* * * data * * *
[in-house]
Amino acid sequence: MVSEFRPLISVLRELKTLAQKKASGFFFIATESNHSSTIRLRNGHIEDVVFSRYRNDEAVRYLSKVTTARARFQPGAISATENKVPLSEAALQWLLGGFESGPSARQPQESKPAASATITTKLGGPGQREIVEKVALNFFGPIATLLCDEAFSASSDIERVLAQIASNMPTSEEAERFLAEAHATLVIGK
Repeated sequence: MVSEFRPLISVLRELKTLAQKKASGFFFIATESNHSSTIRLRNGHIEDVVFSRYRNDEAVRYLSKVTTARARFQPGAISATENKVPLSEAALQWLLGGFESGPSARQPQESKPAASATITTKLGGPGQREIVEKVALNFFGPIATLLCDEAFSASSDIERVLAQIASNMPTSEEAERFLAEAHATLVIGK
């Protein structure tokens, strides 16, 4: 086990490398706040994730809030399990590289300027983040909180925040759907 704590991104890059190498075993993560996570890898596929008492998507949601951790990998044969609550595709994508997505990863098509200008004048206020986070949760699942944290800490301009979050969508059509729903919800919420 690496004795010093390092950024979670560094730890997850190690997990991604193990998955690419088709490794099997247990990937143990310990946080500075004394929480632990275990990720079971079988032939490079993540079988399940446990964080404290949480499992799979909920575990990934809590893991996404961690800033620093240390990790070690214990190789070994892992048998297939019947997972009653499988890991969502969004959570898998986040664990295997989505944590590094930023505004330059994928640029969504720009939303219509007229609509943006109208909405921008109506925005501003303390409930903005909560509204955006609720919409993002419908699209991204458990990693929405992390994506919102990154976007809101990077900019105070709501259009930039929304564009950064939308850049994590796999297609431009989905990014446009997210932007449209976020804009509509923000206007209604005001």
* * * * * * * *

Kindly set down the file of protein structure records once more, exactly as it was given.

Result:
[in-house]
Amino acid sequence: MVSEFRPLISVLRELKTLAQKKASGFFFIATESNHSSTIRLRNGHIEDVVFSRYRNDEAVRYLSKVTTARARFQPGAISATENKVPLSEAALQWLLGGFESGPSARQPQESKPAASATITTKLGGPGQREIVEKVALNFFGPIATLLCDEAFSASSDIERVLAQIASNMPTSEEAERFLAEAHATLVIGK
Repeated sequence: MVSEFRPLISVLRELKTLAQKKASGFFFIATESNHSSTIRLRNGHIEDVVFSRYRNDEAVRYLSKVTTARARFQPGAISATENKVPLSEAALQWLLGGFESGPSARQPQESKPAASATITTKLGGPGQREIVEKVALNFFGPIATLLCDEAFSASSDIERVLAQIASNMPTSEEAERFLAEAHATLVIGK
């Protein structure tokens, strides 16, 4: 086990490398706040994730809030399990590289300027983040909180925040759907 704590991104890059190498075993993560996570890898596929008492998507949601951790990998044969609550595709994508997505990863098509200008004048206020986070949760699942944290800490301009979050969508059509729903919800919420 690496004795010093390092950024979670560094730890997850190690997990991604193990998955690419088709490794099997247990990937143990310990946080500075004394929480632990275990990720079971079988032939490079993540079988399940446990964080404290949480499992799979909920575990990934809590893991996404961690800033620093240390990790070690214990190789070994892992048998297939019947997972009653499988890991969502969004959570898998986040664990295997989505944590590094930023505004330059994928640029969504720009939303219509007229609509943006109208909405921008109506925005501003303390409930903005909560509204955006609720919409993002419908699209991204458990990693929405992390994506919102990154976007809101990077900019105070709501259009930039929304564009950064939308850049994590796999297609431009989905990014446009997210932007449209976020804009509509923000206007209604005001």